More than 3,000 adults accessing homeless services

Dublin Region Homeless Executive report shows situation is getting worse

More people are remaining homeless for longer than six months. Photograph: Brenda Fitzsimons

More people are remaining homeless for longer than six months. Photograph: Brenda Fitzsimons

 

at its highest since current record-keeping began in 2010, the latest figures show.

The numbers have surpassed 3,000 for the first time, with 3,095 adults in emergency accommodation in the period between April and June this year. This compares with 2,987 adults in the first three months of the year.

The performance report on homeless services in the capital for the second quarter, just published by the Dublin Region Homeless Executive, shows a deterioration in the situation.

The report shows there is more visible rough sleeping and more people are remaining homeless for longer than six months, while the pressure to find hotel accommodation for families means this cohort is becoming increasingly scattered, hampering outreach staff in their work.

On the night of June 30th there were 1,975 adults in emergency accommodation accompanied by more than 1,100 children – a 40 per cent increase on the number of adults when compared with the same night in June 2014, when there were 1,414 adults and about 560 children.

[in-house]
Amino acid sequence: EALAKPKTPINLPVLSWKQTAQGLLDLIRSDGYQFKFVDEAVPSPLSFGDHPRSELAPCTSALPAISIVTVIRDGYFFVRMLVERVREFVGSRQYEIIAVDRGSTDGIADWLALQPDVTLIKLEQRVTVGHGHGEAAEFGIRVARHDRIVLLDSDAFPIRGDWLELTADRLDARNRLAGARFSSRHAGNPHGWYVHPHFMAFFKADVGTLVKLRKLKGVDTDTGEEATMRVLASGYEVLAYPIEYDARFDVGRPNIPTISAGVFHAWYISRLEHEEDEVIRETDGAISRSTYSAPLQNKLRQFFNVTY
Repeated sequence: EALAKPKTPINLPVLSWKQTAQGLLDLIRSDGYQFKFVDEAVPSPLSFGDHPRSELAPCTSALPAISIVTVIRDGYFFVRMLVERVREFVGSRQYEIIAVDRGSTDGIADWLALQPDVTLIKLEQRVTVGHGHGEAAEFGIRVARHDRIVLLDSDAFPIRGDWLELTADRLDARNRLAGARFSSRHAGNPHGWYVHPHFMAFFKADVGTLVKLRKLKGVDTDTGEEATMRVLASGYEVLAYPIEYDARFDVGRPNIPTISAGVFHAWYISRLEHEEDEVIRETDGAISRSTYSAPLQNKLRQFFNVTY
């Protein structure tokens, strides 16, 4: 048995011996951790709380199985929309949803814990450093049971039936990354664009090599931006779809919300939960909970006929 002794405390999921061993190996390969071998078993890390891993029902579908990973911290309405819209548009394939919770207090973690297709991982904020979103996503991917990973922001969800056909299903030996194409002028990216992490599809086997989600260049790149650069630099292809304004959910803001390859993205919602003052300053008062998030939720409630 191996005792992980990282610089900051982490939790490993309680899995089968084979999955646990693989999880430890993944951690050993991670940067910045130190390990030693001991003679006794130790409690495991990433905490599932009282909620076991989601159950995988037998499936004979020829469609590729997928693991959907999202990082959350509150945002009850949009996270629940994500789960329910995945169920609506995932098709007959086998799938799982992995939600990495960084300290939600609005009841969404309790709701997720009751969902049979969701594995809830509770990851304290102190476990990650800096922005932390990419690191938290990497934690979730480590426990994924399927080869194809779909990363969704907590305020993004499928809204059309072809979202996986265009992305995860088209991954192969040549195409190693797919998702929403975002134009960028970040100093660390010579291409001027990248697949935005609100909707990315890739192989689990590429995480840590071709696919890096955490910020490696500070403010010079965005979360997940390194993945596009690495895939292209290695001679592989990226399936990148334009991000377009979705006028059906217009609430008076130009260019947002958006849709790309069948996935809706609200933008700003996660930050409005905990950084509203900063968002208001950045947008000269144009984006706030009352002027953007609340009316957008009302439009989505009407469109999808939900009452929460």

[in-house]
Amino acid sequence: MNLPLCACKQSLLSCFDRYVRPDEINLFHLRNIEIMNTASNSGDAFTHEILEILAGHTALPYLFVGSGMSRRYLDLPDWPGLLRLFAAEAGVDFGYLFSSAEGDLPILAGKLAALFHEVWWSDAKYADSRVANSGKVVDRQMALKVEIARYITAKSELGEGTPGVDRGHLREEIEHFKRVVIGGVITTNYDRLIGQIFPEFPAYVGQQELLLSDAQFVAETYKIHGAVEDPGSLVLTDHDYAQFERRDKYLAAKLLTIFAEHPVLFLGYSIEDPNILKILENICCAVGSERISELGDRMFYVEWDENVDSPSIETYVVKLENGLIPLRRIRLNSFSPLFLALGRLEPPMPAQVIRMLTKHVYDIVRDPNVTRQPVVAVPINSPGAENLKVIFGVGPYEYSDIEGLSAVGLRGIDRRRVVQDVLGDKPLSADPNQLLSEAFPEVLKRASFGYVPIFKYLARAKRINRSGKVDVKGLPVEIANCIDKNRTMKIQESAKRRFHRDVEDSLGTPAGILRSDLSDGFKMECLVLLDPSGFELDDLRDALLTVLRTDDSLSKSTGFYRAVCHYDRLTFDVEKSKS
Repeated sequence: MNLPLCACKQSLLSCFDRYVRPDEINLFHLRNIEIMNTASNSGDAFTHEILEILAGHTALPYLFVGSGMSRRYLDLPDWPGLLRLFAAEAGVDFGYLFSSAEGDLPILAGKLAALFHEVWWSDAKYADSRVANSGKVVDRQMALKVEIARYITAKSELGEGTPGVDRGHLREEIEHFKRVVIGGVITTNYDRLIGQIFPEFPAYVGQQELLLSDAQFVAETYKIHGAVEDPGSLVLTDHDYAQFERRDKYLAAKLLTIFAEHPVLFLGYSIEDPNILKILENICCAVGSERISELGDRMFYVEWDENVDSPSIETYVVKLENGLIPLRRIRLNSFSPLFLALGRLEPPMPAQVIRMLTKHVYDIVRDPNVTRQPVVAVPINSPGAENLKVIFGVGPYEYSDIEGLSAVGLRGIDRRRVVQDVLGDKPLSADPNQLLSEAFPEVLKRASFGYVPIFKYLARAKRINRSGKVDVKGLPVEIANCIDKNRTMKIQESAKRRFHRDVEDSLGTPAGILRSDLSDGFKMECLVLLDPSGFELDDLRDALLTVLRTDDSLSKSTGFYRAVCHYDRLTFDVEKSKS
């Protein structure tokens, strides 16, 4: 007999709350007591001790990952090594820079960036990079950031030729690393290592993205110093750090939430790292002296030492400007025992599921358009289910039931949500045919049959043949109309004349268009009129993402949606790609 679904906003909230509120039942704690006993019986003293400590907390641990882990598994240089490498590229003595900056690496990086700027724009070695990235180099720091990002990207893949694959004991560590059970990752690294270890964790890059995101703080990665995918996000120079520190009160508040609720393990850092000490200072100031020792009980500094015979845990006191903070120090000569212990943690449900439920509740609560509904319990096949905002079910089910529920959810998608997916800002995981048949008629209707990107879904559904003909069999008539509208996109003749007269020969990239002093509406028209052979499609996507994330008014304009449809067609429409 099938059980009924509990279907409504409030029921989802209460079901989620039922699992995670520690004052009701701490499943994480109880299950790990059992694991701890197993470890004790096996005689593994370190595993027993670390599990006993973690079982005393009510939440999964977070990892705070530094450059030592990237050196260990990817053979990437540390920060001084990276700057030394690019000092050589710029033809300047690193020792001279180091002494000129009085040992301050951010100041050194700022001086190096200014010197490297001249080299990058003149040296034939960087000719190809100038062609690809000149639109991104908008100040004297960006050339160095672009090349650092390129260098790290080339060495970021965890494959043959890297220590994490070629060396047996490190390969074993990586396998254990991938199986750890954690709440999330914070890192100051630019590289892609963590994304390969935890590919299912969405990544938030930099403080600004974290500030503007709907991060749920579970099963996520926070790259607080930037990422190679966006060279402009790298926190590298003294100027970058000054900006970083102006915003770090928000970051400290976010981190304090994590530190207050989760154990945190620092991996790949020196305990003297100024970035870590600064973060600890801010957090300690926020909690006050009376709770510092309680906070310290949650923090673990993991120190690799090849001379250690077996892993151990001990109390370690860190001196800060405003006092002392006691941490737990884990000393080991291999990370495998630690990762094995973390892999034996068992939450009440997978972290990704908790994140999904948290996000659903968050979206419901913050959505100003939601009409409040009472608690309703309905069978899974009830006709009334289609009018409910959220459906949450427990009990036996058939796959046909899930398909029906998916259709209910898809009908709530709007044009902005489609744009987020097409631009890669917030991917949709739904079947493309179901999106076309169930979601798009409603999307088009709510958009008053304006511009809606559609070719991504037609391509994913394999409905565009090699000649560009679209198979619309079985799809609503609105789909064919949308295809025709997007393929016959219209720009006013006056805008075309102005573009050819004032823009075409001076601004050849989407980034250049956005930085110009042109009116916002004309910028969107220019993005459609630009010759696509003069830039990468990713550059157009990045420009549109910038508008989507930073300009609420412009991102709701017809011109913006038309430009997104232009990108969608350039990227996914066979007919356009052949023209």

The increase in the number of parents with children is changing the profile of the homeless population, says the report. “The number of adults presenting with child dependents that are new to homeless services has increased from 23 per cent of new presenters in Q2 2014 (115 parents) to 52 per cent of new presenters in Q2 2015 (245).”

The Dublin Region Homeless Executive has access to about 140 units of supported accommodation for families, which are full constantly, “while the number of families being accommodated in hotels has jumped from 149 in June 2014, to 388 in June 2015 – a 160 per cent increase”.

Some 73 per cent of families are accommodated in hotels. There are 230 single-night emergency beds in the capital, which are operating almost at capacity. An average of two a night are not taken, due mainly to no-shows.

Emergency beds

Some 298 of the total accessed emergency beds – 66 per cent. This is a decrease on the previous two quarters. Seventy-seven per cent of rough sleepers got emergency beds in January to March 2015, and 84 per cent did between October and December 2014. “The result has been an increase in rough sleeping in the region,” says the report.

An estimated 100 individuals slept rough every night towards the end of the quarter.

The number of individuals in emergency accommodation for more than six months was 1,053 in this quarter – a 36 per cent increase on the same period last year, when there were 774 considered long-term homeless. The rate of long-term homelessness remains constant at 53 per cent.

Some 243 adults moved into independent tenancies during the quarter, 186 into social housing and 57 into the private-rented sector.